According to the results obtained, there was no statistically significant difference amongst the two teaching methods (Table 1, Figure 3). According to a study conducted in the University of Florida in 2015, the traditional method of lecture based teaching is not very effective in the area of clinical knowledge.11 An improved clinical performance was observed by introducing team based learning methods in which practical involvement of students is encouraged.
Multiple teaching methods have been shown to be more effective and better accepted by students as compared to the conventional lecture based, single teaching approach.11,12 Practical courses with small group discussions, problem solving exercises, interactive sessions with videos and self- directed learning are all novel methods of teaching gaining popularity.10,12 In present study, both teaching methods for
each course were interactive, which is contrary to conventional lecturing method. In addition, the method applied on first course had no recent exposure to the basic knowledge of the subjects. Despite this, the results obtained were almost similar in all courses and all scenarios. Thus the results of the study showed null hypothesis. This observation implies that the incorporation of preferred learning style of learners may help in alleviation of extrinsic load on students and augment their learning capabilities.23,24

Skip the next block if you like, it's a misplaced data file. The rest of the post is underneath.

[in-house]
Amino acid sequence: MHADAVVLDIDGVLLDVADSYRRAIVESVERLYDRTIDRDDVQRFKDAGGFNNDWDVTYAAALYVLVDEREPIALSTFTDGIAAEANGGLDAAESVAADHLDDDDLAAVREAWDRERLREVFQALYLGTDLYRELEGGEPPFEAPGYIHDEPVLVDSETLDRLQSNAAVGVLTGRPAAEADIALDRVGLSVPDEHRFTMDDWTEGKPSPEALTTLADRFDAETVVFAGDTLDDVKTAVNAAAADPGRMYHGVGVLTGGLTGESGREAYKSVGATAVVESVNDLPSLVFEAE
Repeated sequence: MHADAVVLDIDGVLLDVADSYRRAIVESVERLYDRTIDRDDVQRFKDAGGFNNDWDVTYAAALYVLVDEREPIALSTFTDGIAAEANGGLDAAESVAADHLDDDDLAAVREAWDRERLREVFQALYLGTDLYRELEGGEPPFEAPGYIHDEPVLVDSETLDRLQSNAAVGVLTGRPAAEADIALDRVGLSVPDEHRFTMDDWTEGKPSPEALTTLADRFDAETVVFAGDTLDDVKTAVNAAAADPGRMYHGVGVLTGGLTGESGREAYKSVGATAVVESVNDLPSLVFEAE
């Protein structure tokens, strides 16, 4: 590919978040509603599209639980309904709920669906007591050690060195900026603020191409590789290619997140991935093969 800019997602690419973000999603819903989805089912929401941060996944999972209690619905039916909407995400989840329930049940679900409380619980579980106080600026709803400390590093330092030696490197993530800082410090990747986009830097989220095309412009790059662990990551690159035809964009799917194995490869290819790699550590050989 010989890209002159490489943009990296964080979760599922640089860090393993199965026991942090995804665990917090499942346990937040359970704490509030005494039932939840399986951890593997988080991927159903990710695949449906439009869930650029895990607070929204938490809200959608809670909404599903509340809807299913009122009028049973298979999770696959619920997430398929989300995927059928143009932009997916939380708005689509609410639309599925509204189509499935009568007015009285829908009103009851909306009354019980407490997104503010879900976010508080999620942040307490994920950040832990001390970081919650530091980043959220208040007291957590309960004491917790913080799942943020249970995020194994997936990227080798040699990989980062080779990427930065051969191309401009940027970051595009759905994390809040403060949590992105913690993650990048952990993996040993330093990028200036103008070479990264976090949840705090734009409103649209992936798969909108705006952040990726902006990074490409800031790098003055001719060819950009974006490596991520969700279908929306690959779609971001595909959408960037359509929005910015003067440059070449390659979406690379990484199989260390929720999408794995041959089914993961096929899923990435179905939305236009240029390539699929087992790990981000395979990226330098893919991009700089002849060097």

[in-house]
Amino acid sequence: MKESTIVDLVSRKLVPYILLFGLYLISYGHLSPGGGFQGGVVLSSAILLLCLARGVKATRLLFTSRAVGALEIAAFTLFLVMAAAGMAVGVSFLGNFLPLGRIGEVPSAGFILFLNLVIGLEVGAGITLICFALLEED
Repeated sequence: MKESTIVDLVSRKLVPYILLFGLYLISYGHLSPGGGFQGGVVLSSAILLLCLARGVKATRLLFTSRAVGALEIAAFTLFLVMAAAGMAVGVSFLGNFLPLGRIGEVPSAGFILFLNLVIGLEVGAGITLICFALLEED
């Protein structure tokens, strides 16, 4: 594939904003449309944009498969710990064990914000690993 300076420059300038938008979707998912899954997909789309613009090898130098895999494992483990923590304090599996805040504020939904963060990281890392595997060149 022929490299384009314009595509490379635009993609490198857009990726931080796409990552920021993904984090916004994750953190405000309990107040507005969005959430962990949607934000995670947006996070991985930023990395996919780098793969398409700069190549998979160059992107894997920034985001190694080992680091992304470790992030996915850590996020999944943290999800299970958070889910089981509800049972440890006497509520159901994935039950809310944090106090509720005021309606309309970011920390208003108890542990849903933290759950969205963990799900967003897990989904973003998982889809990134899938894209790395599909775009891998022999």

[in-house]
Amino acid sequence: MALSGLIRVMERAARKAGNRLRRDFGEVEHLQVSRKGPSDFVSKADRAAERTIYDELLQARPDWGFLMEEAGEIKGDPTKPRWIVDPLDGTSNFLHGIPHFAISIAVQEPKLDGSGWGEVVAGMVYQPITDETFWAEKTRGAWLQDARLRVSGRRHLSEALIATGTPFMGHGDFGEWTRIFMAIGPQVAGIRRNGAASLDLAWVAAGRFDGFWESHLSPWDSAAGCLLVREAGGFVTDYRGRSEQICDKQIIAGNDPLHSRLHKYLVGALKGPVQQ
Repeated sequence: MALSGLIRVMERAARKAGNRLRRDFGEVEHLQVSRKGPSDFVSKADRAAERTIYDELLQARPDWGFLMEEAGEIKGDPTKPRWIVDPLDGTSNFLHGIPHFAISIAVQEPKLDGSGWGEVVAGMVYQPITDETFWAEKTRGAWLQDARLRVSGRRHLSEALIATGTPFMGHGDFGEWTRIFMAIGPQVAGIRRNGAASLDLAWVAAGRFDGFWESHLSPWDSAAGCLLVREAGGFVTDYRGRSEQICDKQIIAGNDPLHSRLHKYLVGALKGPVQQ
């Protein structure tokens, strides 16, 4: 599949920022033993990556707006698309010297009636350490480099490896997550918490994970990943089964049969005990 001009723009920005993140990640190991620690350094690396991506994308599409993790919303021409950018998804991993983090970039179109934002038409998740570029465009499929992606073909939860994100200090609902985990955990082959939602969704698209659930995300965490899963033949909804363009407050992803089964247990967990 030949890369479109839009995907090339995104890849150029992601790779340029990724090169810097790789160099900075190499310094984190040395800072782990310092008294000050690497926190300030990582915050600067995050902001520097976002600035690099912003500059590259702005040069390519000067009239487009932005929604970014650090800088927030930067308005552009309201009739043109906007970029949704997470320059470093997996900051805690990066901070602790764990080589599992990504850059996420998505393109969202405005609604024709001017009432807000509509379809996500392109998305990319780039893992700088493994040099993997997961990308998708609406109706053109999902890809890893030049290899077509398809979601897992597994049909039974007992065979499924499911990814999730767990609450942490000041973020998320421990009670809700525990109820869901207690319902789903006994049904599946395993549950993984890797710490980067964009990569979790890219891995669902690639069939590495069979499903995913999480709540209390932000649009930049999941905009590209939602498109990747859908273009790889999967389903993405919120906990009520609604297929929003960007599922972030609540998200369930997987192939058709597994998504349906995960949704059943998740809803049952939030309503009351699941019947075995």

Such interactive teaching modalities result in better performance and participation on the students’ behalf as compared to the traditional lectures.1,11,12,13 In majority dental schools, students tend to depend on the teachers and technical staff to design and fabricate the partial dentures. This dependency is carried forwards in general dental practice in the form of complete reliance on dental technicians for partial denture design. This leads to a lack of expertise and skill in professional life.4,11 On the contrary, the students during their clinical rotations may be directed to organize a comprehensive treatment plan for a particular patient, instead of focusing on the denture part